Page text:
Weingartner: Symphony No. 7 - Letonja

Weingartner: Symphony No. 7 - Letonja

CPO  777 103-2

Stereo/Multichannel Hybrid

Classical - Orchestral

Weingartner: Symphony No. 7 in C major, Op. 88

Maya Boog; Franziska Gottwald; Rolf Romei; Christopher Bolduc; Babette Mondry
Tschechischer Philharmonischer Chor Brunn
Sinfonieorchester Basel
Marko Letonja

Monumental Edition Finale

There is more to Felix Weingartner than the internationally acclaimed conductor and the influential figure who left his mark on Basel’s music life; during the course of his career he also produced an extensive compositional oeuvre. The Basel Symphony Orchestra under the conductor Marko Letonja has recorded this late romanticist’s complete symphonies for cpo. To celebrate the conclusion of this premiere recording, Weingartner’s last symphony was performed live on 15 February 2012 in the Basel City Casino, where the full-length work had experienced its only previous performance seventy years prior to this date. It calls for a full orchestra with three brass instruments each and four horns, a choir, four vocal soloists, and a solo organ. In the second movement Weingartner employs Friedrich Hebbel’s poem Zwei Wanderer, and the texts for the fourth and last movement are a poem by Weingartner’s wife Carmen Studer and Friedrich Hölderlin’s Hymne an die Liebe. Weingartner composed the symphony from 1937 to 1939, that is, after he had left Basel. We are proud to have (re)discovered a German symphonist of the first rank, and Marko Letonja and the Basel Symphony Orchestra have dedicated themselves to this adventurous journey of discovery with commitment and virtuoso talent.

Support this site by purchasing from these vendors using the paid links below.
As an Amazon Associate earns from qualifying purchases.


Add to your wish list | library


5 of 5 recommend this, would you recommend it?  yes | no

Reviews (1)

Review by Graham Williams - February 25, 2013

It has been a wait of almost four years for the final disc in CPO's excellently performed and recorded SACD cycle of the Weingartner symphonies to arrive, so it is good at last to see this courageous enterprise reach a successful completion.

Weingartner composed his final symphony between 1937 and 1939, that is, after he had left his Basel teaching post and returned to a position with the Vienna State Opera, but it did not receive its first performance until 1942 in Basel. This ambitious (some might say too ambitious) four-movement work lasts 62 minutes and calls for a large orchestra, choir, four vocal soloists, and a solo organ.

The opening movement of the symphony somewhat resembles a baroque 'Ouverture' in its structure. It begins with a repeated four-note figure over portentous brass chords and the organ quickly makes its first appearance. The music then changes as an extended and much developed fugue appears on the strings before the eventual return of the opening music and a triumphant conclusion.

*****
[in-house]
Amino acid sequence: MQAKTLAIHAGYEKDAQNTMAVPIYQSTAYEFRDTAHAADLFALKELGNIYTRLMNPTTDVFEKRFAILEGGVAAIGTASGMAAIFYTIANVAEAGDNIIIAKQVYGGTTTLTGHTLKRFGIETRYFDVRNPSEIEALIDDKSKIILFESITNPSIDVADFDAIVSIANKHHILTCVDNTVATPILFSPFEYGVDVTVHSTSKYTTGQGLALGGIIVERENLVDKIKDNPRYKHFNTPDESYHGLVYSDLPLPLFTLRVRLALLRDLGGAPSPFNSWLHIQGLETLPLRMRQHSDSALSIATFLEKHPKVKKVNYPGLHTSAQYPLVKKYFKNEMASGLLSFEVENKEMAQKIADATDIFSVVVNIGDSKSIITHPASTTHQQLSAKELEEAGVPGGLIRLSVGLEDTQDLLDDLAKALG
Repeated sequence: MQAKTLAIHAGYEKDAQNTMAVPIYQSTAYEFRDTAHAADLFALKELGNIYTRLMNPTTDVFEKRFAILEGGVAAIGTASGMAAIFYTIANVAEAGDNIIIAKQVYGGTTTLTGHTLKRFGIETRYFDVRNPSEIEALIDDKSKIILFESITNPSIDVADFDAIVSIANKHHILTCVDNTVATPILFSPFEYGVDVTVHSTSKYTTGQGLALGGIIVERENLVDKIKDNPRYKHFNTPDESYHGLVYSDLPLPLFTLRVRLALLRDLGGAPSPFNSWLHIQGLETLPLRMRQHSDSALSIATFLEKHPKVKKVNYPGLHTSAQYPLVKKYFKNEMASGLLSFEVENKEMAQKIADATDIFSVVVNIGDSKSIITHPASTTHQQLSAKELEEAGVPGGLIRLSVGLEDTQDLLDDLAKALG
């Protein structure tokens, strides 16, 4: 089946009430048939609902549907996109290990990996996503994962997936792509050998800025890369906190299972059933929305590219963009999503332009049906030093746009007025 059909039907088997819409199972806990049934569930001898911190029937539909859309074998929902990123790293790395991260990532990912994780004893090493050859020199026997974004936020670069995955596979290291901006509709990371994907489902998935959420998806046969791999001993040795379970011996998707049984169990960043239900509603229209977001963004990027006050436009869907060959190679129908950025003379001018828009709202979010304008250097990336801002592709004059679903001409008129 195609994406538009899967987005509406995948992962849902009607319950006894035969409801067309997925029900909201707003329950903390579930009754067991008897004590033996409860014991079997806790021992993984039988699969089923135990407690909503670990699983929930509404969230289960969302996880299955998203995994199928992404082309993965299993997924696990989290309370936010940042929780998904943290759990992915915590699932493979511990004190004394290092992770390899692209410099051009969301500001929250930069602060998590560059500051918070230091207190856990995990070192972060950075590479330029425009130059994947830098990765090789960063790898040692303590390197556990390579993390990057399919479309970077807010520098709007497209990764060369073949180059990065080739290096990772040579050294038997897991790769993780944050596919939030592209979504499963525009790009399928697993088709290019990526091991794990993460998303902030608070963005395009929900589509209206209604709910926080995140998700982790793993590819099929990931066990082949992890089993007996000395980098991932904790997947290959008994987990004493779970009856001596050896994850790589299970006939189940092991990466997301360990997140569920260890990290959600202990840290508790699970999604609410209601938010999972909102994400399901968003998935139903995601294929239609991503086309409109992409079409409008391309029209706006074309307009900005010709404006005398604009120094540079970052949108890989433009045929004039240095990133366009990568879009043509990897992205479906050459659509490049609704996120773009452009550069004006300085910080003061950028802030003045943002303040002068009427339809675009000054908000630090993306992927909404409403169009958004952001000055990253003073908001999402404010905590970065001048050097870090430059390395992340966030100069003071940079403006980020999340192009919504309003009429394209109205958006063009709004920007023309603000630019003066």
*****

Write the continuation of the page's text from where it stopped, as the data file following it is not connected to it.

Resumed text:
Weingartner sets a poem 'Zwei Wanderer', by Friedrich Hebbel for the solemn and moving 'Andante sostenuto' that follows. The first verse of the poem is sung by the baritone Rolf Romei, the second by the alto Franziska Gottwald (a lovely pure voice), the third by both baritone and alto and for the final verse they are joined by the splendid Czech Philharmonic Choir of Brno.

The Scherzo marked 'Allegro apassionato' demonstrates Weingartner's brilliant command of the orchestra and though the music sometimes evokes that of Brahms and Strauss it does also show much original character. It is with the fourth and final movement – lasting as long as the first three together – that one begins to sense that Weingartner has to some extent overreached himself in trying to outdo the achievements of his arch-enemies Mahler and Strauss.

The finale begins with a setting of 'Bald reift zum Abend dein irdischer Tag' (Your earthly day will soon mature into evening), a poem by Carmen Studer, Weingartner's fifth wife – here sung most poignantly by the soprano Maya Boog over a soft organ accompaniment. She is directed to sing it as a 'Voice from above at the organ' – an effect marvellously achieved on this recording. An extended and exceptionally beautiful contemplative passage for orchestra and organ gradually builds in power and intensity, accompanied by trumpet fanfares, until first the tenor and then the other three soloists and choir enter with the main body of the movement. This is a setting of Friedrich Hölderlin’s 'Hymne an die Liebe', a poem set with rather more restraint by Richard Strauss in 1921 as the first of his 'Drei Hymnen' for soprano and orchestra. As the movement progresses one can hardly fail to notice the clear similarities with many passages in Mahler's 8th Symphony. At 24'50” with something of a master-stroke, Weingartner brings back the music of the 1st movement and then he heaps Pelion on Ossa before the symphony's majestic conclusion is reached.

Weingartner’s last symphony was performed live in February 2012 in the Basel City Casino, where the full-length work had experienced its only previous performance seventy years earlier. The recording of that performance – a co-production with by SRF ( Schweizer Radio und Fernsehen) – is most impressive in capturing the scale and impact of the work. The booklet notes include full texts and translations as well as the entertaining if somewhat nebulous notes by Eckhardt van den Haagen. There is no applause or any audience noise on the recording.

Those who respond positively to large scale late-romantic symphonies will be pleased to encounter this undoubtedly imposing work and even those who, like me, are ambivalent about the quality of Weingartner's final symphonic utterance will have no cause for complaint about this committed performance from Marko Letonja and his Basel forces captured in such opulent sound.

Copyright © 2013 Graham Williams and


Sonics (Multichannel):

stars stars